>> To implement this obvious omission however, would weaken Walter's case against opAssign. I know we already have opIndexAssign, which in light of the objections to opAssign is an anomaly, so I can't see opSliceAssign gaining much favour over at DigitalMars. Yet it is an obvious improvement to the language.
>>
>
> However opAssign makes no sense when it applies to a class in the hierarchy of the current class.

I'm sure I'm being a bit slow on this, but I'm yet to understand the 'universal truth' in that statement. I'm talking about copying values rather than copying references.

>  If it was allowed you could make a
> reference unassignable.

Yes, but so what? That would either be a bug or a deliberate act. If a bug, it would get fixed, otherwise its something that the designer wants. Who am I to demand that others code like myself?

>
> class C
> {
>    C opAssign( C other ) {}
> }
>
>
> C var ;
> var = new C();
> // actually the opAssign is called here, barring a special case check
> for null
>
> var = new C() ;
> // not assignable any more, the null method above is called

Agreed, but so what?

One could also override other operations to do equally stupid things but we aren't getting all 'holy' about those?

class C
{
private int x;
{
return y * -x;
}
}
C c = new C;
int d = c + 1;

> These semantic holes are not trivial, imo.  I dont think tons of special checks by the compiler are worth the trivial syntactical sugar added versus
>
> var.value = new C();
> var.value = new D();

With respect to classes, the current semantics for the assign operator only allows one to assign class references and not class values. Where is the easy-to-read syntax to allow us to assign class values?

C c;
C d;

d = c; // WRONG, 'cos I want to assign value not reference //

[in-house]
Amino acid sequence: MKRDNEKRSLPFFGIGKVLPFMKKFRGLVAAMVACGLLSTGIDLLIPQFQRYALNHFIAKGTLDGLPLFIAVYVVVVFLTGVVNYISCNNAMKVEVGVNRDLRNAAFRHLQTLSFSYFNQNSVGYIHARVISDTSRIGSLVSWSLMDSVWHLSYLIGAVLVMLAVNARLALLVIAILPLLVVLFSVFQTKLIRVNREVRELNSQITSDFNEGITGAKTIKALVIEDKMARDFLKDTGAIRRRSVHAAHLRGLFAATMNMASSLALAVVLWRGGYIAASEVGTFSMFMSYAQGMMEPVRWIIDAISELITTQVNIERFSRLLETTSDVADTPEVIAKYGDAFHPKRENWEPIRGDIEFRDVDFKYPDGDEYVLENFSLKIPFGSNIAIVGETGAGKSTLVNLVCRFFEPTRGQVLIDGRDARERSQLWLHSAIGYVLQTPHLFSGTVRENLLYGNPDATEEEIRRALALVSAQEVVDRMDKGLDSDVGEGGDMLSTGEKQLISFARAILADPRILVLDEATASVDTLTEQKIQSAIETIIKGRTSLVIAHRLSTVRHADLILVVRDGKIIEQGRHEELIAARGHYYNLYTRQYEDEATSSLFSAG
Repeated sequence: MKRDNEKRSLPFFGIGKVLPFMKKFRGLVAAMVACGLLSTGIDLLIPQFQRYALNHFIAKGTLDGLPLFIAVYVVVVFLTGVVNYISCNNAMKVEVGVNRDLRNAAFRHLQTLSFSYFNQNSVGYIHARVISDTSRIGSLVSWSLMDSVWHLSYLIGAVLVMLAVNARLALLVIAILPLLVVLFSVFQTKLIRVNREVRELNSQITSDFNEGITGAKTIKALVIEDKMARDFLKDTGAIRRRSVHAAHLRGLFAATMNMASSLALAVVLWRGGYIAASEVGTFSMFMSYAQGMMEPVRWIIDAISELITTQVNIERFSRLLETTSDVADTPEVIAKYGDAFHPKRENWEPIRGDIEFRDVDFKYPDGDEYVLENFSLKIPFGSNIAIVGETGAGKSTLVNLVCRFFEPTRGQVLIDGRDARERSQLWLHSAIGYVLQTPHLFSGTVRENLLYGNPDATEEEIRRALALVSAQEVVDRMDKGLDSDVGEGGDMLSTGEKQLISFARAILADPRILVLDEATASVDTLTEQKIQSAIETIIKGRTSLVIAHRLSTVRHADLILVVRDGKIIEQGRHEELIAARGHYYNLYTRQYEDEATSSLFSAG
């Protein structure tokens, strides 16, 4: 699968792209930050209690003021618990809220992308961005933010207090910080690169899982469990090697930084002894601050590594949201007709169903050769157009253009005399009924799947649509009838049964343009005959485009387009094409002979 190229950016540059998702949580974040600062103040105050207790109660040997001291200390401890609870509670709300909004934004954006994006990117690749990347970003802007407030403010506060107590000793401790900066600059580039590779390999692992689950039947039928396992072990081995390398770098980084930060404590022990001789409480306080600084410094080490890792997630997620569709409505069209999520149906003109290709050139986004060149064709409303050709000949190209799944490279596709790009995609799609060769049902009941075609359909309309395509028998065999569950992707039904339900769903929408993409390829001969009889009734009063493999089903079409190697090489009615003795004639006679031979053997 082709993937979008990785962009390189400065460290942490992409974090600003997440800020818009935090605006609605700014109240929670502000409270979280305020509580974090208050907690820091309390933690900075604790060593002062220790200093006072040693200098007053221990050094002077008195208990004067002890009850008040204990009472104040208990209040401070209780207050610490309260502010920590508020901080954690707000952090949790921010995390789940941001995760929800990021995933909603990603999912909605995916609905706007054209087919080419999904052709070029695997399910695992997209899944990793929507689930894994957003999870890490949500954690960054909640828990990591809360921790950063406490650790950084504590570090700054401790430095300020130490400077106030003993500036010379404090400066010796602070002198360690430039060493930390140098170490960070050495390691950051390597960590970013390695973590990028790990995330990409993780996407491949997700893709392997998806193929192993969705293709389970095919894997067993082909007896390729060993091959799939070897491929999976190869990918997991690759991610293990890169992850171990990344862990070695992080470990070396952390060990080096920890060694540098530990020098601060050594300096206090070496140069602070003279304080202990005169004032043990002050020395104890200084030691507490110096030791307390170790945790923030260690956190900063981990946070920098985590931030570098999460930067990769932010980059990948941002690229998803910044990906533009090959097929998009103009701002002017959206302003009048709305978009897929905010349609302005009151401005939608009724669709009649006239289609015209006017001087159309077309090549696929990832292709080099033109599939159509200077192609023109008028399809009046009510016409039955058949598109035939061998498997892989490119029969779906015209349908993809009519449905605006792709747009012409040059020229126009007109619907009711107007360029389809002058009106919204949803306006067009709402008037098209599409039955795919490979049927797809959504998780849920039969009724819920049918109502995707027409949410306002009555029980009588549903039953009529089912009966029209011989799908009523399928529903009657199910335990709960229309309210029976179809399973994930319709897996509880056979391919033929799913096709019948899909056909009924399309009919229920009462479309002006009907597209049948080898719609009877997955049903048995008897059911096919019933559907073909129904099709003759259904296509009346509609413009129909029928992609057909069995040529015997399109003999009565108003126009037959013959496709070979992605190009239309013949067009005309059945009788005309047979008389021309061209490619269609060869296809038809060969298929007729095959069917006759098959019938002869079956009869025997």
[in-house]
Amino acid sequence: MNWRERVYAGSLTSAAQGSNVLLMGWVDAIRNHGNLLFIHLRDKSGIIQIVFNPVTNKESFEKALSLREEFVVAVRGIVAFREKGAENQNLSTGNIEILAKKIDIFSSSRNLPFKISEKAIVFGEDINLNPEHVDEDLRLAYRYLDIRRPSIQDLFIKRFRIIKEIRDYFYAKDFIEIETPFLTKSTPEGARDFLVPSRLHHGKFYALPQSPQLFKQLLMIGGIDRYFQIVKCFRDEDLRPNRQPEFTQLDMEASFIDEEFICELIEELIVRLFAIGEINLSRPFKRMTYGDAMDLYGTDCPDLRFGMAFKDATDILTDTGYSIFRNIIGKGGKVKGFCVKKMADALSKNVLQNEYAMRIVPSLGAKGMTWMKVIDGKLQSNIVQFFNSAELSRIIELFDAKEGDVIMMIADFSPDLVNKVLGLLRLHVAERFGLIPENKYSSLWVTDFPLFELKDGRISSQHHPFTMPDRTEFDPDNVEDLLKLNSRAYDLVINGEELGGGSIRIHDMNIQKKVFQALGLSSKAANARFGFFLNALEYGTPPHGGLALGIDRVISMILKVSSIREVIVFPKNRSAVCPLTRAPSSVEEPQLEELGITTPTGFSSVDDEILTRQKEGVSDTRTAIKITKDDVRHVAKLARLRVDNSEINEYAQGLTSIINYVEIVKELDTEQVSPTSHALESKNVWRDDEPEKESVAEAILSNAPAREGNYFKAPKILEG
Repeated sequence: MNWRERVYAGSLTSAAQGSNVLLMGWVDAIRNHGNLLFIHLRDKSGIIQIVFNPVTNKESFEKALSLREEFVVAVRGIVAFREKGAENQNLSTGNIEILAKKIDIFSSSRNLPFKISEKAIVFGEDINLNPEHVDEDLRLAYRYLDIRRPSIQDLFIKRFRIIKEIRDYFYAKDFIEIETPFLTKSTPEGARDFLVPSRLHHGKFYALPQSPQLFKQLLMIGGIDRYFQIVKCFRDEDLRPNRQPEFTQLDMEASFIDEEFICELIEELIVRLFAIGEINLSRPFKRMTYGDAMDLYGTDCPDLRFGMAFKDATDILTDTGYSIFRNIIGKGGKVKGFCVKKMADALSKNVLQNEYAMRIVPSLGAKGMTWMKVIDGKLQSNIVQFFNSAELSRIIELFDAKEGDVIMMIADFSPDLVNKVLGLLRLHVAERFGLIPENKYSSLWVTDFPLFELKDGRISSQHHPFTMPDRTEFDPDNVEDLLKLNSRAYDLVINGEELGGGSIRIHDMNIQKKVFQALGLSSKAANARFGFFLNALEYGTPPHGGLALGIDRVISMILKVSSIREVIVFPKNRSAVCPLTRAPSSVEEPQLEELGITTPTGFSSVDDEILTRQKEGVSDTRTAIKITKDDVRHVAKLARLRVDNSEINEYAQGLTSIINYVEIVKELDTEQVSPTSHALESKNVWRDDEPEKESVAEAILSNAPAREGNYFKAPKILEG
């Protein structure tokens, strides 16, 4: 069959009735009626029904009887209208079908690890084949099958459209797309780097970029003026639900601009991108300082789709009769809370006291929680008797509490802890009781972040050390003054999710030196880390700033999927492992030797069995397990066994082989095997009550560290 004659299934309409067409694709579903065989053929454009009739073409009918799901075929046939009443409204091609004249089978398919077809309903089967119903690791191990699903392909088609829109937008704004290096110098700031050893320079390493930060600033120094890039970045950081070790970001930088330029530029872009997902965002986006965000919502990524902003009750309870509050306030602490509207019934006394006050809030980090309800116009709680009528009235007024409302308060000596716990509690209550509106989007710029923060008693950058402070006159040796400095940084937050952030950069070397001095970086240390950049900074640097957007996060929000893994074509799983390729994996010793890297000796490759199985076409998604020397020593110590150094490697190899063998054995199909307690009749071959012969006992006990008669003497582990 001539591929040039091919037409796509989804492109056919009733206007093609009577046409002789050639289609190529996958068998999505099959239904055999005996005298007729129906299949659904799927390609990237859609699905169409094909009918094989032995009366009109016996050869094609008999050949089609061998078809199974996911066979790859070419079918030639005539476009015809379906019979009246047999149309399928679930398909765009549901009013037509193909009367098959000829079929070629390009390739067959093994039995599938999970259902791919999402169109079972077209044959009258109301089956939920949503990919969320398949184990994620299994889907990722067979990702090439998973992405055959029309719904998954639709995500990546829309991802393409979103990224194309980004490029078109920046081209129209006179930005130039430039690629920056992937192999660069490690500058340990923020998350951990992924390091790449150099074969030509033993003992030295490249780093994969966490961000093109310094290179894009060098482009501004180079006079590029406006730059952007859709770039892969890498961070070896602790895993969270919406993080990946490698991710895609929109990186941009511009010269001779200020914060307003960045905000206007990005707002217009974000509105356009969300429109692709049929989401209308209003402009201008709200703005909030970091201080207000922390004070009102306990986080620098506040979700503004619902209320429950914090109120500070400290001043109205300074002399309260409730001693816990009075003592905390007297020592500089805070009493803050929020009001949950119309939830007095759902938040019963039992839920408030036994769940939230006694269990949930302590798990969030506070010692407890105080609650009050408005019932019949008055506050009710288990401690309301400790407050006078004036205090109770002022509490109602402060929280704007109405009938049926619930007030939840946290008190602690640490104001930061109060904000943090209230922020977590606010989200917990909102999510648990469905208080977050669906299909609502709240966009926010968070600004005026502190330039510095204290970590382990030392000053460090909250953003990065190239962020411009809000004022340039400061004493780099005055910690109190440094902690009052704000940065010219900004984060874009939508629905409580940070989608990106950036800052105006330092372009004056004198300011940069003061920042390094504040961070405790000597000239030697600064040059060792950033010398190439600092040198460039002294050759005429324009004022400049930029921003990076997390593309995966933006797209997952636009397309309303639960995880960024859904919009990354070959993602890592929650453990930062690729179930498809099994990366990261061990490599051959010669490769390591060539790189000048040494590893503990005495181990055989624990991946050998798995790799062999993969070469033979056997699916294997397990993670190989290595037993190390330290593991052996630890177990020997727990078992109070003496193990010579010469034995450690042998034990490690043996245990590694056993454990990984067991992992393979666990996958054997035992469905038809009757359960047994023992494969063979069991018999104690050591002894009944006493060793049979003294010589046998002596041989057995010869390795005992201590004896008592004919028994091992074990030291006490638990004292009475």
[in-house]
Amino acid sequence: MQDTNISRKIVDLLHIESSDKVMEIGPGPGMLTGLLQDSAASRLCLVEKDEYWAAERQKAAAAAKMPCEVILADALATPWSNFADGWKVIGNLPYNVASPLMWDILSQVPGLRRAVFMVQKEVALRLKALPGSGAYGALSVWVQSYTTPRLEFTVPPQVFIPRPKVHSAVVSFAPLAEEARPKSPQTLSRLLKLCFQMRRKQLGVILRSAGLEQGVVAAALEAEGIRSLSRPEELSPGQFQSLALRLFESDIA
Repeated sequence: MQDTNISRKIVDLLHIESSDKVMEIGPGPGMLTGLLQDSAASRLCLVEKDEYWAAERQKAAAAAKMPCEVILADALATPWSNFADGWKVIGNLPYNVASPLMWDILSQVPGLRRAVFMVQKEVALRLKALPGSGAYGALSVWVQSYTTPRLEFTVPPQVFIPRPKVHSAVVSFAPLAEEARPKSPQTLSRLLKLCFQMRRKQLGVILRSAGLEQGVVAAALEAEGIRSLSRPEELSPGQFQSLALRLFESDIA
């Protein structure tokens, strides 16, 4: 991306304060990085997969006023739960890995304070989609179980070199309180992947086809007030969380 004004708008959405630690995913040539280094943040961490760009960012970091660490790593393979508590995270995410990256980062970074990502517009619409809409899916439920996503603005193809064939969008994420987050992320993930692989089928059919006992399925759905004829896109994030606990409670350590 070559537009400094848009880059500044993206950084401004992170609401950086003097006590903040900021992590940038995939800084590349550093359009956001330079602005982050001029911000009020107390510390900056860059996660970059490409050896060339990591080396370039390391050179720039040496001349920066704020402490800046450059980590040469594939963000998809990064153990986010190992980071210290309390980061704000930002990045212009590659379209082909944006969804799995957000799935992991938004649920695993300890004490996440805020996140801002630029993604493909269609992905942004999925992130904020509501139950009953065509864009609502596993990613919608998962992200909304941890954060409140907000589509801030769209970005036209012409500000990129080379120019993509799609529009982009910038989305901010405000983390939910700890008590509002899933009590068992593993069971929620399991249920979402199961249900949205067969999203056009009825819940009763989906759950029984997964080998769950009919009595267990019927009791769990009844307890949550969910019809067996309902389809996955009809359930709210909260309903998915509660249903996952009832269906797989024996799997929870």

d.prop = c;  // Only if we define a 'property' setter function.

The problem with this is that there is *no* standard. A simpler, standardized syntax that tells the reader that I'm assigning the *value* of one class instance to something would be appreciated.

I'm so stupid to want this?

If Walter is wise enough to allow hybrid operators like '!is', then something as commonly used as ':=' should be allowed as an overridable operation. Maybe it can *only* be an overridable operation in that if there isn't an opValueAssign function defined then the compiler complains.

I'm not saying that the '=' symbol must or must not be overridable as a value assignment. I don't give a hoot about that. I'm just saying that a simple, standardize syntax that implements value assignment for classes would be a useful language construct. If you are troubled that coders will get confused between '=' and ':=' then somebody can surely come up with another acceptable variant. Its a simple concept - copying the value - so we should be able to have a simple syntax for it.

--
Derek Parnell
Melbourne, Australia
14/06/2005 7:05:03 AM
```
```Derek Parnell wrote:
> On Mon, 13 Jun 2005 10:29:10 -0400, David Medlock wrote:
>>>
>>>This has been noted before.
>>>
>>>To implement this obvious omission however, would weaken Walter's case
>>>against opAssign. I know we already have opIndexAssign, which in light of
>>>the objections to opAssign is an anomaly, so I can't see opSliceAssign
>>>gaining much favour over at DigitalMars. Yet it is an obvious improvement
>>>to the language.
>>>
>>
>>However opAssign makes no sense when it applies to a class in the hierarchy of the current class.
>
>
> I'm sure I'm being a bit slow on this, but I'm yet to understand the
> 'universal truth' in that statement. I'm talking about copying values
> rather than copying references.